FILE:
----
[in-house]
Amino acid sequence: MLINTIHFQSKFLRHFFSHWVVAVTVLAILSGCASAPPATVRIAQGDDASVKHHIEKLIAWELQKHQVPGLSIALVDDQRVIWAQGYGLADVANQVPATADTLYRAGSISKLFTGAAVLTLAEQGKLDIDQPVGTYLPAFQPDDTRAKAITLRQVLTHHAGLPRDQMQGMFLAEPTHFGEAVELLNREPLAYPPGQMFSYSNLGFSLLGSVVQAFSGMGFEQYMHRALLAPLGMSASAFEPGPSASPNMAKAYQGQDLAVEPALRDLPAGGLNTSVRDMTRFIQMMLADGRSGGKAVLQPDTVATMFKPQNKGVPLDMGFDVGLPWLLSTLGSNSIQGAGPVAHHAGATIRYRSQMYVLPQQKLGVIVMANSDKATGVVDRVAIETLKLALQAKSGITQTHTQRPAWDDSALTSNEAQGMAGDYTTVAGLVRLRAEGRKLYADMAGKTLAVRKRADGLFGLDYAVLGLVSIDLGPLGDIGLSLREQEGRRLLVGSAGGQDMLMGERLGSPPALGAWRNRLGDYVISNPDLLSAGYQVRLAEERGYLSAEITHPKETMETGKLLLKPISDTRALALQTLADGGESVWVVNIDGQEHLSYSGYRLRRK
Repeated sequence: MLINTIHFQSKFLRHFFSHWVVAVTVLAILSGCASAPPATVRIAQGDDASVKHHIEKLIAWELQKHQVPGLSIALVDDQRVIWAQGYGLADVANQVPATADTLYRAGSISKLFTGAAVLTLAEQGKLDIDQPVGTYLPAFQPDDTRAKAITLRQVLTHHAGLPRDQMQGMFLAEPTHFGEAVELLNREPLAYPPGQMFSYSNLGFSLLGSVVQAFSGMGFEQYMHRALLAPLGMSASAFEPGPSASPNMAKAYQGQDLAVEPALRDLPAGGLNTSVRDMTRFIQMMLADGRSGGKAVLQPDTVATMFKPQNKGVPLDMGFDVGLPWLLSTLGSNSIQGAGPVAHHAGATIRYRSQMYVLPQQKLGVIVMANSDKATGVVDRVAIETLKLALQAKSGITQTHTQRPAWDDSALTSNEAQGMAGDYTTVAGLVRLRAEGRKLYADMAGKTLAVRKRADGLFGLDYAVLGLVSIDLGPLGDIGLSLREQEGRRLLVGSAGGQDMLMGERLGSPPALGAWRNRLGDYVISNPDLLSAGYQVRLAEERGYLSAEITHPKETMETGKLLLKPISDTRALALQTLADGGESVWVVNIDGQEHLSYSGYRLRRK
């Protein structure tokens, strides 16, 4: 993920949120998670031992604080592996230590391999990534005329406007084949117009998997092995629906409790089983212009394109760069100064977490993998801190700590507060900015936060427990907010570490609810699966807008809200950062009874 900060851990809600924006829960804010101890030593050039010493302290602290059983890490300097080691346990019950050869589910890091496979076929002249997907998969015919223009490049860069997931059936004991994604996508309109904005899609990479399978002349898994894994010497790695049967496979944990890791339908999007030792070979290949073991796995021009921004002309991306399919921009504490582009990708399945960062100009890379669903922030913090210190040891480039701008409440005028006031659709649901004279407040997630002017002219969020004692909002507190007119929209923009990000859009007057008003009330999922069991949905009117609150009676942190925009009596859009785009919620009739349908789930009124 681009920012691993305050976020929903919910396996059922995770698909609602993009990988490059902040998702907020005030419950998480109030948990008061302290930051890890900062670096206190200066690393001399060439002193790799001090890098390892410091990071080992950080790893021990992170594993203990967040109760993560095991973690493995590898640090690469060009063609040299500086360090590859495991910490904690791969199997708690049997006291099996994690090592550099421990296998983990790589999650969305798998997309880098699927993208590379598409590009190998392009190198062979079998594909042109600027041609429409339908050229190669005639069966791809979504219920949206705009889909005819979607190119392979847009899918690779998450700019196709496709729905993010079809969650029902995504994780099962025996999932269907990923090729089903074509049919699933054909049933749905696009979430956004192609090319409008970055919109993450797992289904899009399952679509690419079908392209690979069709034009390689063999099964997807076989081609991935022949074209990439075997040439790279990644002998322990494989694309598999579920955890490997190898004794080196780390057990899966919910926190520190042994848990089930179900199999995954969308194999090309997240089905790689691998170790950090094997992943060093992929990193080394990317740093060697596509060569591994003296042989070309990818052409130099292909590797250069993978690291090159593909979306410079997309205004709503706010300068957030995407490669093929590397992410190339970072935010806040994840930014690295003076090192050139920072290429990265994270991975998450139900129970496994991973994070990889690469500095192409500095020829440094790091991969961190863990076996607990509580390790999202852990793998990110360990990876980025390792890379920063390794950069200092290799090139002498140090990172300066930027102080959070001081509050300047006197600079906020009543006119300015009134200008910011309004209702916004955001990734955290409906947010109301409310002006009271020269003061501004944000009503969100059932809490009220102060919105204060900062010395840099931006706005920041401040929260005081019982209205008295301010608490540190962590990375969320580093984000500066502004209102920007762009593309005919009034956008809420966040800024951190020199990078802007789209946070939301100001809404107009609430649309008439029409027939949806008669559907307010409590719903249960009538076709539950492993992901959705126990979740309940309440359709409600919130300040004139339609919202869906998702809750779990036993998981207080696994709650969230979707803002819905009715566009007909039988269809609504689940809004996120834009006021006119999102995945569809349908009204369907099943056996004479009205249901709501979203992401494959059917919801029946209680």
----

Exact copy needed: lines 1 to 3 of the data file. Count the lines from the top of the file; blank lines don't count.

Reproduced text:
[in-house]
Amino acid sequence: MLINTIHFQSKFLRHFFSHWVVAVTVLAILSGCASAPPATVRIAQGDDASVKHHIEKLIAWELQKHQVPGLSIALVDDQRVIWAQGYGLADVANQVPATADTLYRAGSISKLFTGAAVLTLAEQGKLDIDQPVGTYLPAFQPDDTRAKAITLRQVLTHHAGLPRDQMQGMFLAEPTHFGEAVELLNREPLAYPPGQMFSYSNLGFSLLGSVVQAFSGMGFEQYMHRALLAPLGMSASAFEPGPSASPNMAKAYQGQDLAVEPALRDLPAGGLNTSVRDMTRFIQMMLADGRSGGKAVLQPDTVATMFKPQNKGVPLDMGFDVGLPWLLSTLGSNSIQGAGPVAHHAGATIRYRSQMYVLPQQKLGVIVMANSDKATGVVDRVAIETLKLALQAKSGITQTHTQRPAWDDSALTSNEAQGMAGDYTTVAGLVRLRAEGRKLYADMAGKTLAVRKRADGLFGLDYAVLGLVSIDLGPLGDIGLSLREQEGRRLLVGSAGGQDMLMGERLGSPPALGAWRNRLGDYVISNPDLLSAGYQVRLAEERGYLSAEITHPKETMETGKLLLKPISDTRALALQTLADGGESVWVVNIDGQEHLSYSGYRLRRK
Repeated sequence: MLINTIHFQSKFLRHFFSHWVVAVTVLAILSGCASAPPATVRIAQGDDASVKHHIEKLIAWELQKHQVPGLSIALVDDQRVIWAQGYGLADVANQVPATADTLYRAGSISKLFTGAAVLTLAEQGKLDIDQPVGTYLPAFQPDDTRAKAITLRQVLTHHAGLPRDQMQGMFLAEPTHFGEAVELLNREPLAYPPGQMFSYSNLGFSLLGSVVQAFSGMGFEQYMHRALLAPLGMSASAFEPGPSASPNMAKAYQGQDLAVEPALRDLPAGGLNTSVRDMTRFIQMMLADGRSGGKAVLQPDTVATMFKPQNKGVPLDMGFDVGLPWLLSTLGSNSIQGAGPVAHHAGATIRYRSQMYVLPQQKLGVIVMANSDKATGVVDRVAIETLKLALQAKSGITQTHTQRPAWDDSALTSNEAQGMAGDYTTVAGLVRLRAEGRKLYADMAGKTLAVRKRADGLFGLDYAVLGLVSIDLGPLGDIGLSLREQEGRRLLVGSAGGQDMLMGERLGSPPALGAWRNRLGDYVISNPDLLSAGYQVRLAEERGYLSAEITHPKETMETGKLLLKPISDTRALALQTLADGGESVWVVNIDGQEHLSYSGYRLRRK